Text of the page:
• In anime the example that right away sprung to mind was Blood Blockade Battlefront. The main character's powers are even eye related, and he is a photographer, because his role is to observe the important characters and events
    – Andrey
    Commented Oct 9, 2019 at 20:47

I think it is not only fine but important to have such stories. Stories where the protagonist is the hero and saves the day can be fun because we all like to see the good guys winning and imagine ourselves as heroes, but it would be pretty boring if all books were like that.

In real life, we are usually not the hero or the most important person around. We work with more talented colleagues and have friends who can do amazing things we couldn't. We have good ideas that don't work as well as expected and then someone else's idea was better. Protagonists who have similar issues but in a World with magic and other cool stuff can be more relatable and relevant than reading about heroes all the time.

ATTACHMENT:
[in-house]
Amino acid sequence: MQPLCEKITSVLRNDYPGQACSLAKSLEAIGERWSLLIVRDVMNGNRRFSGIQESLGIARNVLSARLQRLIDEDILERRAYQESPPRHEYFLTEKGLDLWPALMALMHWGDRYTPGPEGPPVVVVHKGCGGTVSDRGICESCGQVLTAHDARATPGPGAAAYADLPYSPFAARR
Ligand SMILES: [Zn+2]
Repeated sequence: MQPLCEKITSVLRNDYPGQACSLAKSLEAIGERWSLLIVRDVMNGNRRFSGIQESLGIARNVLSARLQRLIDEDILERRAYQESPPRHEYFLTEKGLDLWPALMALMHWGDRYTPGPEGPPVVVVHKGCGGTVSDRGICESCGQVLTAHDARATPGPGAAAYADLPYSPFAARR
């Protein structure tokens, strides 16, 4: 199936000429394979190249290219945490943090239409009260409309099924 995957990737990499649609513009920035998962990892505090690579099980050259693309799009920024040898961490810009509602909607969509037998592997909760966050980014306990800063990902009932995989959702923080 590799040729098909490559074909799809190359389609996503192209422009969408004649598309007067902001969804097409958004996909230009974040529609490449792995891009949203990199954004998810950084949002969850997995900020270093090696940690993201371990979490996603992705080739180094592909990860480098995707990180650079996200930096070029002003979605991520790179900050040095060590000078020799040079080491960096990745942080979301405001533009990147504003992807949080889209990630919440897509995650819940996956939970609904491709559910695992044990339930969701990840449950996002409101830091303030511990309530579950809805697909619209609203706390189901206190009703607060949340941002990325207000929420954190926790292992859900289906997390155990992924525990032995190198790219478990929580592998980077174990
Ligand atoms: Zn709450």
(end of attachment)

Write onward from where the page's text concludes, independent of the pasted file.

How does Sirena feel about Aster being the hero? Is she proud of her friend for doing the right thing? Happy that she was able to provide a supporting role? Jealous that she wasn't the hero? Guilty that she could have done what Aster did but she didn't? Just relieved that the whole thing is over? This could be a more interesting mix of emotions than "See, I was right", which could make Sirena a more interesting main character.


Here's an example from television, which while not in print media, is nonetheless a story:

On an old episode of Babylon 5, a fleet from really far away invades. The Babylon 5 crew must scramble fighters and fight them off, but that just becomes a backdrop for two maintenance men to run around and show us what THEIR working life is like. While clearly not the most important people on the space station, the story IS all about them.